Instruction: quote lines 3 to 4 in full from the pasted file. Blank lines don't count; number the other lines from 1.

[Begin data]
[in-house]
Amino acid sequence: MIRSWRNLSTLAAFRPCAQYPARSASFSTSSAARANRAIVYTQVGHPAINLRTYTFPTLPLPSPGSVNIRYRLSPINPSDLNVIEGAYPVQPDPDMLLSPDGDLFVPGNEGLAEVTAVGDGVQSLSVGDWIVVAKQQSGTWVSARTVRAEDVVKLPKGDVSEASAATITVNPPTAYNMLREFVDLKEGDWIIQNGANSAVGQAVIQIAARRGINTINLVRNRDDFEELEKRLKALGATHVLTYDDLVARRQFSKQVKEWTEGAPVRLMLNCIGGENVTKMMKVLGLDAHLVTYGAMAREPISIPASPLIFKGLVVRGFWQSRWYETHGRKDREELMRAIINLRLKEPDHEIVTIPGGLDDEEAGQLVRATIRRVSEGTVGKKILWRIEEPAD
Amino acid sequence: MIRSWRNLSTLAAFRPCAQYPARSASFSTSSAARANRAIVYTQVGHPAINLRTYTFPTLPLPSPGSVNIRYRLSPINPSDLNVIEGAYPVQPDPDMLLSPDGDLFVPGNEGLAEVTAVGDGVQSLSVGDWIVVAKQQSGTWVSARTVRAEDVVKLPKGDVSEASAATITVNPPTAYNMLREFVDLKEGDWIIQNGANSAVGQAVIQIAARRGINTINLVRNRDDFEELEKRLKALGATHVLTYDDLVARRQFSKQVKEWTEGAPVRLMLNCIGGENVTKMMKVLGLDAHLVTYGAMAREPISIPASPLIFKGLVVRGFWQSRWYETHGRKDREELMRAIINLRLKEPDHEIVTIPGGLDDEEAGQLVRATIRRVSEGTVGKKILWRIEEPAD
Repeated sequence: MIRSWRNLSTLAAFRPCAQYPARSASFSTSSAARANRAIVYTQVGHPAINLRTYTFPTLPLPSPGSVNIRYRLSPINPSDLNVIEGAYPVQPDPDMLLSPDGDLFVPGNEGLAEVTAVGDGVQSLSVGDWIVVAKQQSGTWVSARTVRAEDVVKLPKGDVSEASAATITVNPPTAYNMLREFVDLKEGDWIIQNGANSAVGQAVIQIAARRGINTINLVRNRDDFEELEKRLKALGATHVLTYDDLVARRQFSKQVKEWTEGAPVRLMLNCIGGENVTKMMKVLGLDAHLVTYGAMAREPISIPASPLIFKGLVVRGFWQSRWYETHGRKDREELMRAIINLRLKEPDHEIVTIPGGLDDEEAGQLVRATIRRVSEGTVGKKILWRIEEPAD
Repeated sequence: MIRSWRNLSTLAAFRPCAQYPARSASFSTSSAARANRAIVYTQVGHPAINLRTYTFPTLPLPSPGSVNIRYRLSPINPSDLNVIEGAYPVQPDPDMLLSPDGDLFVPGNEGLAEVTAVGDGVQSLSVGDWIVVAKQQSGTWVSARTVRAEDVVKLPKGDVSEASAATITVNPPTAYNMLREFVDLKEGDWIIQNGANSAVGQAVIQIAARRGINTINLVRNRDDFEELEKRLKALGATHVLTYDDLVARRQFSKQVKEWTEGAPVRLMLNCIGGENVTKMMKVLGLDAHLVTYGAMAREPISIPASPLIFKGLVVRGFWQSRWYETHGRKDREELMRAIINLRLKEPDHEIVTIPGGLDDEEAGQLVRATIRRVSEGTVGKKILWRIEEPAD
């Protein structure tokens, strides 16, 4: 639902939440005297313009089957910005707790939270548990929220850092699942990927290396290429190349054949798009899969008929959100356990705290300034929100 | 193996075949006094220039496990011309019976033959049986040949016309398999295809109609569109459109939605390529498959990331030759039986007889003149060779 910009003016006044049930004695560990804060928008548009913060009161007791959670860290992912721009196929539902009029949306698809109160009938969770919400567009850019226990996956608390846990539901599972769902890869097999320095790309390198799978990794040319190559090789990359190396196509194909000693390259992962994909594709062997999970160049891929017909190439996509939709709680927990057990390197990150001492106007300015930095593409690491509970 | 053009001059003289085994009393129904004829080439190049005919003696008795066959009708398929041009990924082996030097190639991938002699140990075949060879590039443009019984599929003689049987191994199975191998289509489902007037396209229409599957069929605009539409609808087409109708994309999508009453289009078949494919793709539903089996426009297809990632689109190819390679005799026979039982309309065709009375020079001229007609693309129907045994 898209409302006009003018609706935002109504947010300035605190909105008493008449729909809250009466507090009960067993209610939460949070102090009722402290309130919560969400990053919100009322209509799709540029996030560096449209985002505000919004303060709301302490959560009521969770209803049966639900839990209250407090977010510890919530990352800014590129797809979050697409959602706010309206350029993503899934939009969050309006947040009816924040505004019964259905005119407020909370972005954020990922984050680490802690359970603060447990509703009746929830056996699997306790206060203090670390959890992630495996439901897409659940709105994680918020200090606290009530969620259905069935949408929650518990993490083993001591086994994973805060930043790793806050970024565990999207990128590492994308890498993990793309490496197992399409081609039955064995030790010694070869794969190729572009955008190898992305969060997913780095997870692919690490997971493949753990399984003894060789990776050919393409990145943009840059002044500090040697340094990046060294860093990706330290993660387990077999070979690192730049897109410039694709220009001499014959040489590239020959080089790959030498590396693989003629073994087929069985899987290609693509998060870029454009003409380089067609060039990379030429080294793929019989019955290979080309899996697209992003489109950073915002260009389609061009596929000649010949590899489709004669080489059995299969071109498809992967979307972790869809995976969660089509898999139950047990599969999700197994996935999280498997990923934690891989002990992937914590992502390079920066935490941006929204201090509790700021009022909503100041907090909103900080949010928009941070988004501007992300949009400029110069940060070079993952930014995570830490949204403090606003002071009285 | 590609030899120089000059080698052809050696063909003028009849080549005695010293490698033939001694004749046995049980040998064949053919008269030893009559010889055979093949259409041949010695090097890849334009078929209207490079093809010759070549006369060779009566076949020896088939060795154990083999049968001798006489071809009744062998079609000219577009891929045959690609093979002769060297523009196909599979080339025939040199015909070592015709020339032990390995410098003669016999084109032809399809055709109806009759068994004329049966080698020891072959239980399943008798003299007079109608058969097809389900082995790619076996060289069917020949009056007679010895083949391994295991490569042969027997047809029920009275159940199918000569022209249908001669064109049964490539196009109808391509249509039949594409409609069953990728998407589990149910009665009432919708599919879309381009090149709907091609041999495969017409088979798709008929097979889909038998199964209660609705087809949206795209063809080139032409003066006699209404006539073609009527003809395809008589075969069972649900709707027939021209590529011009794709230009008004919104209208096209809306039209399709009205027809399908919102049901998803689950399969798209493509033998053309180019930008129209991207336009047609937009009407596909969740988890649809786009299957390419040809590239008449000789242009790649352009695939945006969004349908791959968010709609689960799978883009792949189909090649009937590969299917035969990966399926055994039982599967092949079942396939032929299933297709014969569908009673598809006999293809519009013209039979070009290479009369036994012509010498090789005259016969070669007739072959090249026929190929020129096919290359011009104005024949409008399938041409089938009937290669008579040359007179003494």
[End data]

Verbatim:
Amino acid sequence: MIRSWRNLSTLAAFRPCAQYPARSASFSTSSAARANRAIVYTQVGHPAINLRTYTFPTLPLPSPGSVNIRYRLSPINPSDLNVIEGAYPVQPDPDMLLSPDGDLFVPGNEGLAEVTAVGDGVQSLSVGDWIVVAKQQSGTWVSARTVRAEDVVKLPKGDVSEASAATITVNPPTAYNMLREFVDLKEGDWIIQNGANSAVGQAVIQIAARRGINTINLVRNRDDFEELEKRLKALGATHVLTYDDLVARRQFSKQVKEWTEGAPVRLMLNCIGGENVTKMMKVLGLDAHLVTYGAMAREPISIPASPLIFKGLVVRGFWQSRWYETHGRKDREELMRAIINLRLKEPDHEIVTIPGGLDDEEAGQLVRATIRRVSEGTVGKKILWRIEEPAD
Repeated sequence: MIRSWRNLSTLAAFRPCAQYPARSASFSTSSAARANRAIVYTQVGHPAINLRTYTFPTLPLPSPGSVNIRYRLSPINPSDLNVIEGAYPVQPDPDMLLSPDGDLFVPGNEGLAEVTAVGDGVQSLSVGDWIVVAKQQSGTWVSARTVRAEDVVKLPKGDVSEASAATITVNPPTAYNMLREFVDLKEGDWIIQNGANSAVGQAVIQIAARRGINTINLVRNRDDFEELEKRLKALGATHVLTYDDLVARRQFSKQVKEWTEGAPVRLMLNCIGGENVTKMMKVLGLDAHLVTYGAMAREPISIPASPLIFKGLVVRGFWQSRWYETHGRKDREELMRAIINLRLKEPDHEIVTIPGGLDDEEAGQLVRATIRRVSEGTVGKKILWRIEEPAD